Simply by changing the order of things you have a potential of saving millions of dollars worth of grant money that would have otherwise been spent on notifying a homeowner of a matter that most likely would not be addressed if solely the homeowners is responsible for corrective action.

This is a Grant Cost savings method that requires no funds and only a change to the event order to accomplish the desired goals of removing the grantees financial burden of environmental inspections of homes that would not qualify for CBGD-DR grants.

<<< The Following is from Louisiana Task Force Meeting Minutes Dated 2-24-2017 >>>
(((( I will be only snipping Environmental Review discussions from the meeting notes. ))))
Notes: RLTF-2-24-17-Meeting-Minutes-201703032.pdf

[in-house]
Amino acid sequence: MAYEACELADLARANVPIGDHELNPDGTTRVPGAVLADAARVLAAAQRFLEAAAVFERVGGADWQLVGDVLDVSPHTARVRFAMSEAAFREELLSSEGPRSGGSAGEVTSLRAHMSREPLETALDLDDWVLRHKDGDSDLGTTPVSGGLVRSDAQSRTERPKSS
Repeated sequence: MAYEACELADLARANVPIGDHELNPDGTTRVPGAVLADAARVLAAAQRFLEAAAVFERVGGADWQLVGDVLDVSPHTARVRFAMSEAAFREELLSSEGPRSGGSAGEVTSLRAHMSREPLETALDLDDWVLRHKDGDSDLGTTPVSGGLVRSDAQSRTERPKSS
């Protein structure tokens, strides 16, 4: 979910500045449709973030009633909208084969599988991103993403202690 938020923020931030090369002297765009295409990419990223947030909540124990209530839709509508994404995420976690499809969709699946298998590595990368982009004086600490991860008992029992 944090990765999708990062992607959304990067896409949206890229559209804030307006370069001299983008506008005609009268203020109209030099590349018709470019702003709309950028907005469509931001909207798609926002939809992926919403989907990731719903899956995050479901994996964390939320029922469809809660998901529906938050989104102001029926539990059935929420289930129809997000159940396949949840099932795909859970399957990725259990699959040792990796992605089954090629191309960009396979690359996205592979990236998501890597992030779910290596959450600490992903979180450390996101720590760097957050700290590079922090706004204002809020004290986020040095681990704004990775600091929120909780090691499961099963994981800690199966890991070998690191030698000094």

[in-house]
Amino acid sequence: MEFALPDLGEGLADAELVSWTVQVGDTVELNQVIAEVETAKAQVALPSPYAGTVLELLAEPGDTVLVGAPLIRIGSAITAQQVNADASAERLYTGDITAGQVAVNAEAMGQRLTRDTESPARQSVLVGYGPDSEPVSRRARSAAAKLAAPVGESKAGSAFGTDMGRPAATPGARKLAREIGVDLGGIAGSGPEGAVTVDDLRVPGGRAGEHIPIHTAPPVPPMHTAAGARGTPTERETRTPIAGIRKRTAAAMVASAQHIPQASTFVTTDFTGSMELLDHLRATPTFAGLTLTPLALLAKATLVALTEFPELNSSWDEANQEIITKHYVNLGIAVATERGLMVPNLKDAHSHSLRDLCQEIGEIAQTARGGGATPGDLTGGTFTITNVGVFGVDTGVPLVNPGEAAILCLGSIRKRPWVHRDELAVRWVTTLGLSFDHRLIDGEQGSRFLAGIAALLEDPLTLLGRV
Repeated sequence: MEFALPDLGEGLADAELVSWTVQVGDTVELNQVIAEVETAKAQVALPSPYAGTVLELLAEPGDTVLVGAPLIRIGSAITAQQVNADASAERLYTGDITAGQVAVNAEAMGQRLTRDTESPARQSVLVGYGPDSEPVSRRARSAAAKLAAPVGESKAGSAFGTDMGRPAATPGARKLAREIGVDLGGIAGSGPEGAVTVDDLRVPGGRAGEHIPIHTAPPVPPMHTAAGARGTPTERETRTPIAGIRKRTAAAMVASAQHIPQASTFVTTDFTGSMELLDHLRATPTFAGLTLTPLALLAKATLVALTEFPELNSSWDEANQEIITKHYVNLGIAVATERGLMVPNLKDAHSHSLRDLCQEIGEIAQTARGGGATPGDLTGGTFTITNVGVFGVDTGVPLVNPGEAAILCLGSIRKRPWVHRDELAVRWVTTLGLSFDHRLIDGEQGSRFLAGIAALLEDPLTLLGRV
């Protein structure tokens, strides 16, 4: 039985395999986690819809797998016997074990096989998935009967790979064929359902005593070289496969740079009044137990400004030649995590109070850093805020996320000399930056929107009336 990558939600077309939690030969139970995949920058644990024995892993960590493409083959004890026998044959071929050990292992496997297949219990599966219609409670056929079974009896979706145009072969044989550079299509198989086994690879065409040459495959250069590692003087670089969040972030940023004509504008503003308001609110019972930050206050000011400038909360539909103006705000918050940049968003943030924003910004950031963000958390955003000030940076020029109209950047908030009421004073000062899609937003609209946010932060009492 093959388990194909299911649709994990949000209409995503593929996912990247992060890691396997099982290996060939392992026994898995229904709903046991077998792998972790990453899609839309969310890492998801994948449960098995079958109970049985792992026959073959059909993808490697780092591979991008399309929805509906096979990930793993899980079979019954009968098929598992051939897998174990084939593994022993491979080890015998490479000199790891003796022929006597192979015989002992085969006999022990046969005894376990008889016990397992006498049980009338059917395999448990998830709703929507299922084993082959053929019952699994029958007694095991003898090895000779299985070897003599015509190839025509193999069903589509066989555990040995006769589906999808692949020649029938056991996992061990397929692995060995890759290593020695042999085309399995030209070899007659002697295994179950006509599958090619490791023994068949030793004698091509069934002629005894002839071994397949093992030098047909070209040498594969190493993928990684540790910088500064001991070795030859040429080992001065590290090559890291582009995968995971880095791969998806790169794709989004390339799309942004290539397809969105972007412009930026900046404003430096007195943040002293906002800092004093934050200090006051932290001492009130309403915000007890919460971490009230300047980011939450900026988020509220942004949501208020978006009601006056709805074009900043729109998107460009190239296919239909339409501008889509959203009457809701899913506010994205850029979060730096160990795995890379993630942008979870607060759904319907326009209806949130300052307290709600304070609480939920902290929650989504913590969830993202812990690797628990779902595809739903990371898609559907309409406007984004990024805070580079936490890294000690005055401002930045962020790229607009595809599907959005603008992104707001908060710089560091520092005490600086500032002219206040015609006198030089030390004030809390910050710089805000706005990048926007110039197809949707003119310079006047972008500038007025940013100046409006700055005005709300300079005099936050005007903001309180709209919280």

Governors Office:
"We are really, really working on the environmental review site by site, house by house
requirement of HUD. "

" It could cause home owners to, by order of the federal government, to have to stop construction while
we do environmental review."

Patrick Forbes, Executive Director

Mr. Forbes: We are asking them things about where they are in their recovery process, how much they were damaged, what other sorts of resources they have, confirming income, and any other information we might have already from individual systems but in ways that we need. What we will not be seeking through the survey is any of the documentation to support any of the information that they provide us initially. That would begin to constitute an application, which could have the potential of triggering the requirement for that environmental review. So we will gather that at the application process which would be the next step.

Dr. Richardson: Okay, and on that environmental review, that's by regulation from HUD or is that by law?